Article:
It seemed that radial tires were so forgiving that nearly any suspension could be used successfully. The (Shudder) Macpherson struts appeared everywhere, even on cars that previously had good suspension. The cost savings was just too good to pass up. Radials even allowed things like twin I beams to appear. Then radials became shorter in aspect ratio to get crisp turn-in and became so bias ply in nature that twin a-arms began to come back. In the meantime, racing "street" tires came with built in camber and strut towers became highly adjustable. Luxury sports cars limited the suspensions behavior electronically with ABS, traction control, and spin and yaw control. Driver input, feedback, and driving fun became redundant.

On the cover of a recent issue of Sports Car is a picture of a very successful and well driven Neon. This car is cornering on three wheels and the outside front and the only real cornering wheel has maybe 3 degrees of positive camber in that attitude. It sort of reminds one of the 30s Bugatti. Cars like this Neon require front toe-out and rear toe-in to correct improperly designed ackerman and roll steer. this is a very common sight. I know of an A-Mod designer who purposely designed his car to operate in this three wheeled manner. Some competitors have made their suspensions so stiff with springs, anti-roll bars, or shocks(in stock car) , to cover unwanted movement in camber, dive, squat, roll, or toe change, that the tires have virtually become the suspension. The chassis became the fifth spring after the suspension stiffening. After the chassis was stiffened with a cage, the tires became the 6th, 7th, 8th, and 9th springs. When we adjust tire pressures are we adjusting the only compliant suspension component?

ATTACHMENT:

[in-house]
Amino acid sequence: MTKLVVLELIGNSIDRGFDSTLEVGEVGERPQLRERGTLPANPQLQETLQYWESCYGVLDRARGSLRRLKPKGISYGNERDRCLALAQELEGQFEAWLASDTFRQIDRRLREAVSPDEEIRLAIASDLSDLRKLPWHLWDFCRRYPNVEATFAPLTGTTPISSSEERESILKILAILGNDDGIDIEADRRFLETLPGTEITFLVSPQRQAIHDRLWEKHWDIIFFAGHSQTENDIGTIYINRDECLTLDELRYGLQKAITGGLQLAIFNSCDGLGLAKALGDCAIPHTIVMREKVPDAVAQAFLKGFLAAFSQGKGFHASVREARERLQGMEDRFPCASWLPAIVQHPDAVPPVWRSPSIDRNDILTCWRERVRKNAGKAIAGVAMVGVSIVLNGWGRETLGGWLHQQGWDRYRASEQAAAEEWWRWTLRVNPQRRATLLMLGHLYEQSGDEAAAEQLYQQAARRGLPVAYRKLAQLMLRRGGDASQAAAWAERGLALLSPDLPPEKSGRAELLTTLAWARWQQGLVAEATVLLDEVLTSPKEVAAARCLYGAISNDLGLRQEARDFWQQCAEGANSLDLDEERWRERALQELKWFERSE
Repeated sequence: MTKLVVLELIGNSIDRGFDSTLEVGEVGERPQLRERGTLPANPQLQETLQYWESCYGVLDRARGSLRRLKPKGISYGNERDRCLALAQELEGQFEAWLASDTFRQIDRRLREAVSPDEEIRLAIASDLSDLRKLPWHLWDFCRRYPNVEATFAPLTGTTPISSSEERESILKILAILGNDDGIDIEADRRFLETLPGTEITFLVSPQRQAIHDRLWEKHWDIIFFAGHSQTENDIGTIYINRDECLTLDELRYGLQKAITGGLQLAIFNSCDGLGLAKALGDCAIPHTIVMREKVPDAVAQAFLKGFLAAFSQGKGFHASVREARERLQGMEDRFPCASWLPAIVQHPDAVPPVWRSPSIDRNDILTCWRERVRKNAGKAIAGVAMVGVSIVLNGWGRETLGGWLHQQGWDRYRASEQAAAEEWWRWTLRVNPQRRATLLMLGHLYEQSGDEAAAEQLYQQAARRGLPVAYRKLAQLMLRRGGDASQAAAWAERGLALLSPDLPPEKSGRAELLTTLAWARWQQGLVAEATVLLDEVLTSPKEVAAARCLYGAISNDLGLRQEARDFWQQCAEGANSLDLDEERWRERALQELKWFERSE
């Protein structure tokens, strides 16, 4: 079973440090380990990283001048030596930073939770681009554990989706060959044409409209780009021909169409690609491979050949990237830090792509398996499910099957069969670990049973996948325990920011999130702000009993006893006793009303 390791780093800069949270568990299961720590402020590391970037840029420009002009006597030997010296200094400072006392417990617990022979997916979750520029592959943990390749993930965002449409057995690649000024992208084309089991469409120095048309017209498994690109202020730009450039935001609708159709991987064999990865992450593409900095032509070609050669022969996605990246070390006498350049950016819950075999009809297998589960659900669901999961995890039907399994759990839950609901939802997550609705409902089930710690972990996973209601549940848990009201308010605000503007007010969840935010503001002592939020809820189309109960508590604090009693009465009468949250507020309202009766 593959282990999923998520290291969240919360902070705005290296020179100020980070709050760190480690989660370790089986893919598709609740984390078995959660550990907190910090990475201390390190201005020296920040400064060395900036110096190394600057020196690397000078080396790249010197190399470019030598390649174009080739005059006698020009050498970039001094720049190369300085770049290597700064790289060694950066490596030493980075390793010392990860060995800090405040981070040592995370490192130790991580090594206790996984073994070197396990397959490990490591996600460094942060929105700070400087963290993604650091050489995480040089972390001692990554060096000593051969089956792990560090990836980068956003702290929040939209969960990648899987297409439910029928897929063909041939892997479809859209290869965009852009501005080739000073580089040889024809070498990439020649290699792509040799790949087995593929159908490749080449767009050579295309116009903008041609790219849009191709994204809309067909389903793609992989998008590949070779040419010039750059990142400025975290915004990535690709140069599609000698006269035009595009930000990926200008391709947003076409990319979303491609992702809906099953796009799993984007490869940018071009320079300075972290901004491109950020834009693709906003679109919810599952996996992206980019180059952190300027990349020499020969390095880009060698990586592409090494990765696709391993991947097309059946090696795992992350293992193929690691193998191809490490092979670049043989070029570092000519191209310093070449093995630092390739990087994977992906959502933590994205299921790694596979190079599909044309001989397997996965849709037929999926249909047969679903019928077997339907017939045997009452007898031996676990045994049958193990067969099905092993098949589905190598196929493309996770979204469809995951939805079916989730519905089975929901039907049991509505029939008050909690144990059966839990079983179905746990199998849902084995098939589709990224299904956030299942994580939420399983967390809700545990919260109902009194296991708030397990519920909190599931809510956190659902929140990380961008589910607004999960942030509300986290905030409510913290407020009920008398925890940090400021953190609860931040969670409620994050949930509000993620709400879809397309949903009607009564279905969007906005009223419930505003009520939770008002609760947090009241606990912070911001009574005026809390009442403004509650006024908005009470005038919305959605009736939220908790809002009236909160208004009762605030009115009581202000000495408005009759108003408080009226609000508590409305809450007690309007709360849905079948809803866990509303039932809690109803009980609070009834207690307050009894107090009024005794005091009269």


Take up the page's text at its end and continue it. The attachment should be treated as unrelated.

I recently had the unwelcome opportunity to drive my fairly powerful formula car after someone wrapped it around a light pole. The wheels were pointed in all directions and I went faster than ever. Other than getting the power down, what really works?

There have been discussions in North American Pylon about using taller section tires on stiffly sprung cars to absorb the shock induced breakaway of the contact patch. Have you noticed the section height of the F1 tires?

Maybe the argument about Go Karts is moot. They’re all becoming Go Karts. I asked a renown Mod car builder about the current stiff trend, He said" Small go Karts work, why not big ones?"

This brings us to what I believe are the real laws of suspensions:

Ockhams’s Razor-The simplest solution is the best one.

Law of Parsimony-Go with the simplest and cheapest.

Look no Further

What works is right

If it ain’t broke, don’t fix it

If you cain’t prove It, you ain’t-Richard Petty

Obsolete cars win-McLaren

If the theory disagrees with the results, go with the results,

make a new theory.

Sooo here’s the new theory: Protect the drive wheel.

In motorcycle racing school, they tell you that the corner is only for positioning for the straight. Sprint cars and Midgets let the inside front dangle and roll over on the ultra soft right rear, protecting the drive wheel. It’s a fact of life that most of our autocross courses don’t have sweeping turns. Usually it’s just rapid transitions which reward stiff suspensions or tight little turns followed by short straights which reward instant acceleration.